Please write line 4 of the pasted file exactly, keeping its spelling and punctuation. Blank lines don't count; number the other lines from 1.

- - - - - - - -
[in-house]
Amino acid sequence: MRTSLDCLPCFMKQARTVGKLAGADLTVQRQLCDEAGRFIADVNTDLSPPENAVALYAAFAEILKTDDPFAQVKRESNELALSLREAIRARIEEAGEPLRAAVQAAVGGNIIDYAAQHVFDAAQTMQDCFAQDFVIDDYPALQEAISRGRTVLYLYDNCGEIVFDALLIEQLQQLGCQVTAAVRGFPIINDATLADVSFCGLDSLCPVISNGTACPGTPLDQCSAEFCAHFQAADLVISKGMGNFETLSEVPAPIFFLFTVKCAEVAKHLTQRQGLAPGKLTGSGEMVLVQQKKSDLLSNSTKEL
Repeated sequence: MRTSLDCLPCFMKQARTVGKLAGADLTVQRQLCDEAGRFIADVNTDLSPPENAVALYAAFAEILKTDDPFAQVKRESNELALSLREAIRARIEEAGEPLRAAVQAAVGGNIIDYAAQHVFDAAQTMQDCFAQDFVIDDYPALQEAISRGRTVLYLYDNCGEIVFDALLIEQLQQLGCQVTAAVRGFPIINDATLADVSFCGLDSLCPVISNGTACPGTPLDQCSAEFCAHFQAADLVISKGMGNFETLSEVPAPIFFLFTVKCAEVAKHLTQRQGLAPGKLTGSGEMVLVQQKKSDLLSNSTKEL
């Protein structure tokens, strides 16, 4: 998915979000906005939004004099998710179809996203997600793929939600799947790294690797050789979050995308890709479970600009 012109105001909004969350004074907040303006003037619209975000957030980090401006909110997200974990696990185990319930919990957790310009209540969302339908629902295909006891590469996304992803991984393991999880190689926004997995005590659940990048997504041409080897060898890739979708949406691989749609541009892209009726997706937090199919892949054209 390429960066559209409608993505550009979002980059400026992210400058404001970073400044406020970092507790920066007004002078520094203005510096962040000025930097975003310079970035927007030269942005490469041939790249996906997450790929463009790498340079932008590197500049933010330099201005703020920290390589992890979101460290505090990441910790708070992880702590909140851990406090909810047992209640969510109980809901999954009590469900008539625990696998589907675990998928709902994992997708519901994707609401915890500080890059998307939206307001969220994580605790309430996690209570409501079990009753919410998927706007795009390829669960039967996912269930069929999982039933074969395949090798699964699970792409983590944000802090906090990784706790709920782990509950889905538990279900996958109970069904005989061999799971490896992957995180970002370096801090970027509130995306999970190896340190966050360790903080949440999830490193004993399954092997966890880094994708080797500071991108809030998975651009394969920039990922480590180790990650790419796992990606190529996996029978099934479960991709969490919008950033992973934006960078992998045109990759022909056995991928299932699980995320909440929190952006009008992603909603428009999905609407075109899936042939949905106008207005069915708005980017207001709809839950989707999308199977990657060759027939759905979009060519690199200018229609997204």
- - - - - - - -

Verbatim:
């Protein structure tokens, strides 16, 4: 998915979000906005939004004099998710179809996203997600793929939600799947790294690797050789979050995308890709479970600009 012109105001909004969350004074907040303006003037619209975000957030980090401006909110997200974990696990185990319930919990957790310009209540969302339908629902295909006891590469996304992803991984393991999880190689926004997995005590659940990048997504041409080897060898890739979708949406691989749609541009892209009726997706937090199919892949054209 390429960066559209409608993505550009979002980059400026992210400058404001970073400044406020970092507790920066007004002078520094203005510096962040000025930097975003310079970035927007030269942005490469041939790249996906997450790929463009790498340079932008590197500049933010330099201005703020920290390589992890979101460290505090990441910790708070992880702590909140851990406090909810047992209640969510109980809901999954009590469900008539625990696998589907675990998928709902994992997708519901994707609401915890500080890059998307939206307001969220994580605790309430996690209570409501079990009753919410998927706007795009390829669960039967996912269930069929999982039933074969395949090798699964699970792409983590944000802090906090990784706790709920782990509950889905538990279900996958109970069904005989061999799971490896992957995180970002370096801090970027509130995306999970190896340190966050360790903080949440999830490193004993399954092997966890880094994708080797500071991108809030998975651009394969920039990922480590180790990650790419796992990606190529996996029978099934479960991709969490919008950033992973934006960078992998045109990759022909056995991928299932699980995320909440929190952006009008992603909603428009999905609407075109899936042939949905106008207005069915708005980017207001709809839950989707999308199977990657060759027939759905979009060519690199200018229609997204």